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How Much Is Anything Worth?
Price must cover cost for business survival but its level above cost varies with the product life cycle.

Before the eBay online auction site was available, it was difficult to find out how much an old baseball card is worth. There may not be a market for it as it is expensive to get the sellers and buyers together. With enough buyers and sellers, the competitive bidding process will set the spot price. Given the number of sellers and the number of cards offered, the more buyers are bidding, the higher the resulting price would be. Similarly, given the number of sellers and buyers, the more cards are offered, the lower the resulting price would be. The balance between offers and bids will determine where the price would eventually settle.

Once some prices are determined, prices of similar and related goods can be tentatively set without going through the competitive bidding process. To start with, most goods are reproducible on an ongoing basis with known costs. So prices have to be high enough to cover costs with a profit margin. But how high can the profit margin be?

If a good is unique with few substitutes, the profit margin can be higher. For a “commodity” good with many sellers, the profit margin would barely cover production costs. That is why firms keep coming up with new and improved versions of existing goods. Better still, they want to offer innovative products with no close substitutes. If the good delivers higher-quality service than an existing good, then it can command a price premium. For example, some new prescription drugs can replace expensive surgical procedures. They are often priced high enough to capture the potential cost savings resulting from replacing the expensive surgical procedures with the new drugs regardless of the drugs’ development and production costs.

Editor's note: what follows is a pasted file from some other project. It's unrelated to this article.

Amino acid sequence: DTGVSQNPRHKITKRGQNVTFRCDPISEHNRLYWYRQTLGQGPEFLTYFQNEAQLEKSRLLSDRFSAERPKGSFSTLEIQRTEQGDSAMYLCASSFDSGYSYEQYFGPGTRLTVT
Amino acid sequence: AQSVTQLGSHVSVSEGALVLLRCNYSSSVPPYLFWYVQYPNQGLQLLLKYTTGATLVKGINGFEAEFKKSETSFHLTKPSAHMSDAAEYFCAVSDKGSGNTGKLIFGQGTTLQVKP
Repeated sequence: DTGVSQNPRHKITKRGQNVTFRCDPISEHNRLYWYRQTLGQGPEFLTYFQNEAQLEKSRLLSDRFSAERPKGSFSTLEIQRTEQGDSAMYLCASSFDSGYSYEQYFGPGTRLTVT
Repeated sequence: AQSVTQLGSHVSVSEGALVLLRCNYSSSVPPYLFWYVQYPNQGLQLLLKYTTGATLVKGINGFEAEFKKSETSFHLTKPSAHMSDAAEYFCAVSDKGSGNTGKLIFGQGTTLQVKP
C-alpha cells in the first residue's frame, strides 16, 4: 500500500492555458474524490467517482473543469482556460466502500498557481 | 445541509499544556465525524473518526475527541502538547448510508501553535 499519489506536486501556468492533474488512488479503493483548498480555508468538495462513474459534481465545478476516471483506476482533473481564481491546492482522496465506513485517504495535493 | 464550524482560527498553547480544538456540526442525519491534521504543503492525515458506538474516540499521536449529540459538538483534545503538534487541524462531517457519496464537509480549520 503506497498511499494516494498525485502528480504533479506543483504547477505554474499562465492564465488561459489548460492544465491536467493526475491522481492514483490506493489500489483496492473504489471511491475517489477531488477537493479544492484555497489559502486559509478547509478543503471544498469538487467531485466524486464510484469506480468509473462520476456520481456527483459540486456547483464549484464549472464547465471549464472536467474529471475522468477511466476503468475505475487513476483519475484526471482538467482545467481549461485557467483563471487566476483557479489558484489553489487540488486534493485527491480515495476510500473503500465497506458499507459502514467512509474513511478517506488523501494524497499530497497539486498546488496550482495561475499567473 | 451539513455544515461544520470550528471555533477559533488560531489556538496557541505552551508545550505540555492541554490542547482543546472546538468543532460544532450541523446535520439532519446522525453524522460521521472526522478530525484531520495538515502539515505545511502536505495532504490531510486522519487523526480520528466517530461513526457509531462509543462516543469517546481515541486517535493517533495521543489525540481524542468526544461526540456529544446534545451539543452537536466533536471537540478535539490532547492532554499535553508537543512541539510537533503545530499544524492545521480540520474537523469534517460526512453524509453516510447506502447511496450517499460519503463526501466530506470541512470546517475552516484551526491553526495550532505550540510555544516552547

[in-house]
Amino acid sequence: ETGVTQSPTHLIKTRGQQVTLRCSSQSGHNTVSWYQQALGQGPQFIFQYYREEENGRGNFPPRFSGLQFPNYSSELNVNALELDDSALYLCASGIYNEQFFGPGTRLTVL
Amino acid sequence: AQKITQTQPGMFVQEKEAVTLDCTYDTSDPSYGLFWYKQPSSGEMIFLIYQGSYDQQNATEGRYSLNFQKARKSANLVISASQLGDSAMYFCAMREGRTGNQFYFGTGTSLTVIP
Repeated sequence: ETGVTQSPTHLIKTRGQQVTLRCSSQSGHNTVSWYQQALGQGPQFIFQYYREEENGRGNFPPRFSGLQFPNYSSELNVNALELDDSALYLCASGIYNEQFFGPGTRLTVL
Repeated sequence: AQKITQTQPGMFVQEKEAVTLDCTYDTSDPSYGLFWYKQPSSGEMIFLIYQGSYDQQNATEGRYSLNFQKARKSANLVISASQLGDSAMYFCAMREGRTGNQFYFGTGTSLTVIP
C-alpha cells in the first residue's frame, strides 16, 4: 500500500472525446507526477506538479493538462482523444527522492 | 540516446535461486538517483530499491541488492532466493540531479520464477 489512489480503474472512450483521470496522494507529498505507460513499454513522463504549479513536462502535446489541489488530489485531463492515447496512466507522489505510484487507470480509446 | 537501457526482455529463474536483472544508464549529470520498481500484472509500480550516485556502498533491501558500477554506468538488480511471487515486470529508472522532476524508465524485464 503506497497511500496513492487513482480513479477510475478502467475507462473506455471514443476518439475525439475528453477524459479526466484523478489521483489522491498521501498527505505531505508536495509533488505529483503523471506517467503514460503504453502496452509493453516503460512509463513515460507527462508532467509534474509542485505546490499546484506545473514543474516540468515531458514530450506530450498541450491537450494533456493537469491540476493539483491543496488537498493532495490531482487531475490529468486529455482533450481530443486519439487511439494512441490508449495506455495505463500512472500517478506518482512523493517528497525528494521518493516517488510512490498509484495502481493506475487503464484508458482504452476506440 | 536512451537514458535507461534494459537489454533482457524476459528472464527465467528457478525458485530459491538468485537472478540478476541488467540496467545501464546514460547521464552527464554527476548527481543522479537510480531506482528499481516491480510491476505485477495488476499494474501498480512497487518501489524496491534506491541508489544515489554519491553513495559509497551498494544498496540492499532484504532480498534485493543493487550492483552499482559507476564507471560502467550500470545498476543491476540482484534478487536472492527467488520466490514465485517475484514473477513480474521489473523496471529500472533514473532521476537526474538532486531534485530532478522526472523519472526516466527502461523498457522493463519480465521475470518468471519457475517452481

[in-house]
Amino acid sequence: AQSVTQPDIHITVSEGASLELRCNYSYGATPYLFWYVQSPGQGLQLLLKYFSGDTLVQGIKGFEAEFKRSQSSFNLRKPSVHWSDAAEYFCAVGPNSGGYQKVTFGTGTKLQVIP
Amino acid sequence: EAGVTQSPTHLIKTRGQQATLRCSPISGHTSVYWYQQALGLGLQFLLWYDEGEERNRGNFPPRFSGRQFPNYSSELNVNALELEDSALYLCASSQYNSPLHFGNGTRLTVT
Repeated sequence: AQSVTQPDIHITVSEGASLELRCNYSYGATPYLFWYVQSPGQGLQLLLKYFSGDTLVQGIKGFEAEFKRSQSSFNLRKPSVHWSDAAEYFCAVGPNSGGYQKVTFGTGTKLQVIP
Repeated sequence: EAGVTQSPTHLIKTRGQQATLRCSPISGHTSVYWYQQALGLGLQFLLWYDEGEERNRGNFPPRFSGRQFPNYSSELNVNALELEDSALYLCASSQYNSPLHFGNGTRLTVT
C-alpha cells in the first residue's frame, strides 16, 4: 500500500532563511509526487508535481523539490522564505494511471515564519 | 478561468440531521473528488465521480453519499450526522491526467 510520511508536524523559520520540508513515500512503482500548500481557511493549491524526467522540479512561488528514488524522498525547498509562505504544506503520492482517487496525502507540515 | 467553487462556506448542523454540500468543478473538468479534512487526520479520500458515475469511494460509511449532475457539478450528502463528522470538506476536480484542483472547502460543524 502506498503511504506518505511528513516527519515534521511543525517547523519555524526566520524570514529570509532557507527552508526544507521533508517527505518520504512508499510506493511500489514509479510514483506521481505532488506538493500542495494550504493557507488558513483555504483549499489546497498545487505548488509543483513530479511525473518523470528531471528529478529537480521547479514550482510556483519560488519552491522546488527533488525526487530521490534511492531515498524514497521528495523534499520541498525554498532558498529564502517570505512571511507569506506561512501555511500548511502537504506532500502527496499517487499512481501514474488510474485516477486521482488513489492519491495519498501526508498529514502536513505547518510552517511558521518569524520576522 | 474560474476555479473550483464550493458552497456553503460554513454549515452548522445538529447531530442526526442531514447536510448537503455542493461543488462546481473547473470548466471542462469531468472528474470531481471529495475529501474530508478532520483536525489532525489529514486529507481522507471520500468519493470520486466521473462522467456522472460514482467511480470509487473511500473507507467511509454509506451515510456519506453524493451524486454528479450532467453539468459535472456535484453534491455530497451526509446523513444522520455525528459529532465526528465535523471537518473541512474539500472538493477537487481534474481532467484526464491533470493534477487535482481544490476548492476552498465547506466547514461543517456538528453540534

The market does not, however, guarantee that prices would always cover production costs. If the firm misjudges the market demand for its products, prices might have to be lowered to below production costs just to dispose of the existing stocks.

Prices tend to fall over the product life cycle as the market is saturated. As a new product appears, it is generally priced higher to attract the first adopters who value the product more than other consumers. To grow the market, prices must then be lowered to attract consumers who have lower value for the product. As the market is saturated and substitute products are made available, the product is commoditized and price is lowered to just covering production costs.

When one low price is charged to all consumers (single pricing), those who still value the product more than others would reap consumer surplus by paying less than the maximum price (reservation price) they would have been willing to pay rather than doing without.

If perfect price discrimination were possible, each buyer could be charged his/her reservation price leaving no consumer surplus. But buyers with lower reservation prices could still afford the good in question whereas they would be completely shut out under single pricing if the single price were above their reservation prices. Successful price discrimination is possible only when goods purchased at lower prices cannot be easily re-sold at higher prices.